Sternal Precautions

What are the main benefits of Serenity?

Serenity is a medication that helps with sleep apnea. Sleep apnea causes your body to stop breathing during sleep. If left untreated, it can cause severe health problems such as heart disease, stroke, and even death.

How does Serenity work?

The medication works by blocking certain brain chemicals that cause your body to stop breathing during sleep. These chemicals include acetylcholine, which is responsible for regulating muscle movement; histamine, which causes headaches when inhaled or swallowed; and GABA, which makes you sleepy. When these chemical blocks are removed from your system, you will feel less tired while sleeping. You may wake up feeling refreshed instead of groggy.

Can I take Serenity if I have another medicine that affects my breathing?

Yes, but only under the supervision of a doctor. Taking other medicines together can lead to side effects. Also, some medications may not be effective at all without the use of Serenity. For example, melatonin cannot be used effectively when taken with benzodiazepines (drugs that affect your nervous system).

Does Serenity have side effects?

Yes, the medicine may cause drowsiness and problems with muscle movement. It can also affect your ability to drive or operate heavy machinery while taking it.

Can I take Serenity if I’m pregnant or breastfeeding?

No, pregnant or breastfeeding women should avoid using this medication since it can be passed through the mother’s milk to a nursing baby.

Does Serenity have interactions with other medicines?

Yes, the medicine may cause more severe side effects if taken with the following: amiodarone (used for an irregular heartbeat), disopyramide (used for an irregular heartbeat), erythromycin (an antibiotic), lithium (used to treat mental illness), mexiletine (used for irregular heartbeat), pentamidine (used to treat pneumonia), prodine (a pain medication), and others. It can also increase the effects of the following: alprazolam (used for anxiety), amitriptyline (an antidepressant), carbamazepine (used for seizures and headaches), clomipramine (used for depression), diazepam (a sedative), imipramine (an antidepressant), and others. If you are taking any of these medications, be sure to tell your doctor before starting Serenity.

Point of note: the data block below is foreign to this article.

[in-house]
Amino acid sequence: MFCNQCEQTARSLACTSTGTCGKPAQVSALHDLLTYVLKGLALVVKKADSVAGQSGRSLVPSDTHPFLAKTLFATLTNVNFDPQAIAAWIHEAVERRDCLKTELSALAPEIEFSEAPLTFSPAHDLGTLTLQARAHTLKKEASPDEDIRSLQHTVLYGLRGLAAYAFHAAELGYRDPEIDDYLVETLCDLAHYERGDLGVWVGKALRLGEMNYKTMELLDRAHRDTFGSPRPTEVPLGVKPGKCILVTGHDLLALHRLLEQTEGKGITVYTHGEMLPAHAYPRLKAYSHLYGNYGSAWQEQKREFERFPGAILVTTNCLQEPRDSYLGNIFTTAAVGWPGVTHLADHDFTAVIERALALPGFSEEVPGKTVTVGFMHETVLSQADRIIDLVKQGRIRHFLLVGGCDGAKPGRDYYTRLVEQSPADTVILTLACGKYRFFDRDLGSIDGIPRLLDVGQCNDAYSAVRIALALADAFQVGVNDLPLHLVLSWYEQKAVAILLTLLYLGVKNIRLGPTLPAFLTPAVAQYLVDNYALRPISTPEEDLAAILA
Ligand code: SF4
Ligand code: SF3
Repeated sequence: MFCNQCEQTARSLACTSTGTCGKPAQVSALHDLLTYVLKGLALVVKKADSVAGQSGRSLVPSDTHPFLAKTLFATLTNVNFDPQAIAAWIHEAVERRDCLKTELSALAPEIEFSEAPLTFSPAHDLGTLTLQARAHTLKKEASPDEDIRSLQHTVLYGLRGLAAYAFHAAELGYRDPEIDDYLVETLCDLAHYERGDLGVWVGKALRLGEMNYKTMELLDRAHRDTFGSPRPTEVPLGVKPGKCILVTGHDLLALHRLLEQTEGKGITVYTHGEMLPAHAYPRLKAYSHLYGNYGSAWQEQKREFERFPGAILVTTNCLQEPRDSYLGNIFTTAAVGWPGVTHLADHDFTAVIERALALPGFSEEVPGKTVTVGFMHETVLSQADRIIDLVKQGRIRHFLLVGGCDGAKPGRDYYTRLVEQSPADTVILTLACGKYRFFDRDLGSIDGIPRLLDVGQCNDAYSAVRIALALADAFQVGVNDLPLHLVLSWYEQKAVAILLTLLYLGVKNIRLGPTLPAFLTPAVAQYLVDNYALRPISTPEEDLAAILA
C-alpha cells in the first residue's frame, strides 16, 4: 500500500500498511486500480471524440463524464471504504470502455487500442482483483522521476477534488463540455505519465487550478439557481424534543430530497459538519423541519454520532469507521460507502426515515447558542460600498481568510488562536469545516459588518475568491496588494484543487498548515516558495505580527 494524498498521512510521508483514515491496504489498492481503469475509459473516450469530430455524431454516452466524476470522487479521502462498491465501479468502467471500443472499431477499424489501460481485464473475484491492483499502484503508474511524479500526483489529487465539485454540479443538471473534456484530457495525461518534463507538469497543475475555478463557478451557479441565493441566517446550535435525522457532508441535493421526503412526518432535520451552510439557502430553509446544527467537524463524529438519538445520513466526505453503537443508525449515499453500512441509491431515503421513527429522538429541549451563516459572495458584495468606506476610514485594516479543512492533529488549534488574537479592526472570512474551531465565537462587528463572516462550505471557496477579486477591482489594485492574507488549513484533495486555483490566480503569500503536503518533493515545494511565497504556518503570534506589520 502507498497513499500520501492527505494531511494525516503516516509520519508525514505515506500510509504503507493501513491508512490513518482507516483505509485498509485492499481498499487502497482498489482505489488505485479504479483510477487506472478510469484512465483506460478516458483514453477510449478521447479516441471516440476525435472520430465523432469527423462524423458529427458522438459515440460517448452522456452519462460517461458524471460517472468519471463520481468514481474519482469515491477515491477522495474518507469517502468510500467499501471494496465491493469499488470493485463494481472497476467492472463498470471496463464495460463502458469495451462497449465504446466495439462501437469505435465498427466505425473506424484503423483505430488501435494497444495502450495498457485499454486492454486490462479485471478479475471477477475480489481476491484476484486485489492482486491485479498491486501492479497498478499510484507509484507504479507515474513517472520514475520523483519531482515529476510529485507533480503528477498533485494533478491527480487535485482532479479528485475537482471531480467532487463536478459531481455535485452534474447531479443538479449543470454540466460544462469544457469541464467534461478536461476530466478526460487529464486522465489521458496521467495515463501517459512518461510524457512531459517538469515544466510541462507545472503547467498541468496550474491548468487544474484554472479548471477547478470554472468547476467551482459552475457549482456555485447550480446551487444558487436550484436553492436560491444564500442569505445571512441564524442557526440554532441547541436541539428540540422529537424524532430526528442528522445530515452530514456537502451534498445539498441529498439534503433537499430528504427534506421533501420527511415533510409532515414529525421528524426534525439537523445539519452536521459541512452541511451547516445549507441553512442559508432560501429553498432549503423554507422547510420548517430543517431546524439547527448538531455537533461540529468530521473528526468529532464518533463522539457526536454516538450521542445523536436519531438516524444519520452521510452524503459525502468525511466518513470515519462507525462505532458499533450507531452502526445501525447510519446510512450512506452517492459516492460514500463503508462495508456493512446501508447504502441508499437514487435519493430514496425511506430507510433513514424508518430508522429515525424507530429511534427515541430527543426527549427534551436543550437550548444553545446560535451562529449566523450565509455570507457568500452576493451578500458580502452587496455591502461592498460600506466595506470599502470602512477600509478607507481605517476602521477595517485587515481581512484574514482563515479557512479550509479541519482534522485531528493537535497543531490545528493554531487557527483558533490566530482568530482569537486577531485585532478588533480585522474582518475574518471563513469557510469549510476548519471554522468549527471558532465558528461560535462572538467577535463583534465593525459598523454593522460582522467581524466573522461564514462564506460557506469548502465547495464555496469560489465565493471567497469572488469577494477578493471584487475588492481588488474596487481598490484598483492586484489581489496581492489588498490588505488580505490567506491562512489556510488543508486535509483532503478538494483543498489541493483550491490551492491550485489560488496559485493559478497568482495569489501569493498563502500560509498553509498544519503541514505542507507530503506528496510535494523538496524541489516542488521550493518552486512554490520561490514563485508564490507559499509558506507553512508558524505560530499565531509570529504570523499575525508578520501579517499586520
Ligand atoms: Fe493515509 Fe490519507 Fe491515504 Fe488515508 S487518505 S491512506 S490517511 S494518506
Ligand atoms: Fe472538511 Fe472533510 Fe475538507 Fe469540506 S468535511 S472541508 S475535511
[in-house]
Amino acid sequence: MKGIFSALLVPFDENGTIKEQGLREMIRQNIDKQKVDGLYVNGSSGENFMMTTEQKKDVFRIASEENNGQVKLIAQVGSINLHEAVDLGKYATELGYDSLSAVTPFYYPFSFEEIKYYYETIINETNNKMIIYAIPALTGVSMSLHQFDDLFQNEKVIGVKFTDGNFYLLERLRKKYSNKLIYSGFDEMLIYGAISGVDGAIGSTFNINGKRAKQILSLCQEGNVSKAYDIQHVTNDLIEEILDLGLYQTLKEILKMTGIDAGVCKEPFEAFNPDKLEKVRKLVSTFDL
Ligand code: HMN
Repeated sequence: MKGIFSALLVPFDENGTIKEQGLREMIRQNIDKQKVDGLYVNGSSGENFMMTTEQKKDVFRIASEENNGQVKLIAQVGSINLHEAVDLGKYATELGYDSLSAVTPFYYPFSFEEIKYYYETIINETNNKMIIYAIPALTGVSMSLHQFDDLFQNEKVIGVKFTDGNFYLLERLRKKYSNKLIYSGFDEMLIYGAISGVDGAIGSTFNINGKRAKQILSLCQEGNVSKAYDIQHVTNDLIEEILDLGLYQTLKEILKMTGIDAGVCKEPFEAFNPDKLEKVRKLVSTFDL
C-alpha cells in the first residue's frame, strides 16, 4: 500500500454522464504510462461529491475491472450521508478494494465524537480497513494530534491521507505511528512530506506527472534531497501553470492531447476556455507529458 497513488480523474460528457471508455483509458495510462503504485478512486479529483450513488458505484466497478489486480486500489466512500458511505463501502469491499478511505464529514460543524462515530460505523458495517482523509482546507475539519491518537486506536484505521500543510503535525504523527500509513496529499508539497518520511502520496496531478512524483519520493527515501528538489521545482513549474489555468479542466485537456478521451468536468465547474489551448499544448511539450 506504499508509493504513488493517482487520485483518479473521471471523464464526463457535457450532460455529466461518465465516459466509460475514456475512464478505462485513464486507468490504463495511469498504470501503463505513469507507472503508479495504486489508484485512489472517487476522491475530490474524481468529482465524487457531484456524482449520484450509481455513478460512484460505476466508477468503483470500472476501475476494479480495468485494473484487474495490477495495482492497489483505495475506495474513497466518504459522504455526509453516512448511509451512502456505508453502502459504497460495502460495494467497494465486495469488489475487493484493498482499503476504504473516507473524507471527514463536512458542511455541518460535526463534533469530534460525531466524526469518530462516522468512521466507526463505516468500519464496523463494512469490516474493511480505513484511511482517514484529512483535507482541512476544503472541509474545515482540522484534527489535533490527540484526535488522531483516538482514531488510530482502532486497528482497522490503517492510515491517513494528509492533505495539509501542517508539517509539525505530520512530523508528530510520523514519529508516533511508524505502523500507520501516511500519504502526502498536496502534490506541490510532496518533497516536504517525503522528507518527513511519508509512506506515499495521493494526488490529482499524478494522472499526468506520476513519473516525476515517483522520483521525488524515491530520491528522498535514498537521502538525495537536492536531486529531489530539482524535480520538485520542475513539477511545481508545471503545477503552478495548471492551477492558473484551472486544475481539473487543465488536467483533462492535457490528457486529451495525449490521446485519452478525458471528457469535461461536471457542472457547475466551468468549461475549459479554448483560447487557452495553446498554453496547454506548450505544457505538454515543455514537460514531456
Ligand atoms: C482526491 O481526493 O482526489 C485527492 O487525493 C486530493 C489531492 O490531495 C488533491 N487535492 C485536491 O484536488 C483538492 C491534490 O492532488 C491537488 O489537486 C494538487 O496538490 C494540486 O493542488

What are the possible side effects of Serenity?

The following is a list of possible side effects. Serious side effects include the following:



muscle tightness



tremor Less serious side effects include the following: dizziness, drowsiness, dry mouth, fatigue, grogginess, headache, lack of energy, lightheadedness, nausea, nervousness, nightmares, restlessness, shivering, stomach pain, trouble sleeping, vomiting. If you experience any of the following stop taking the medication and contact your doctor immediately: allergic reaction (difficulty breathing; closing of the throat; swelling of the lips, tongue, or face; or hives), a fast heart rate, hallucinations, thoughts of self-harm, unusual behavior, and worsening of symptoms.

How do I store Serenity?

Storage instructions differ depending on the form of the medication. Please refer to the package for details.

What happens if I overdose?

Seek immediate medical attention if you think you or anyone else may have taken too much of this medicine. An overdose of Serenity can be fatal.

What should I avoid while taking Serenity?

Do not drink alcohol while taking this medication. Alcohol can increase drowsiness and dizziness, and decrease coordination. It is also dangerous to drink alcohol while taking this medicine. Avoid driving or operating heavy machinery until you know how the medication affects you. Do not take any other medicines unless they have been discussed with your doctor. This includes prescription, over-the-counter, vitamin, and herbal products.

What are the side effects of Serenity?

Side effects are individual and some patients don’t experience any at all. Below is a list of common side effects.

Sources & references used in this article:

Sternal precautions: is it time for change? Precautions versus restrictions–a review of literature and recommendations for revision by LP Cahalin, TK LaPier, DK Shaw – … physical therapy journal, 2011 –

Management of sternal precautions following median sternotomy by physical therapists in Australia: a web-based survey by LJ Tuyl, JH Mackney, CL Johnston – Physical Therapy, 2012 –

An alternative approach to prescribing sternal precautions after median sternotomy,“Keep Your Move in the Tube” by J Adams, A Lotshaw, E Exum, M Campbell… – Baylor University …, 2016 – Taylor & Francis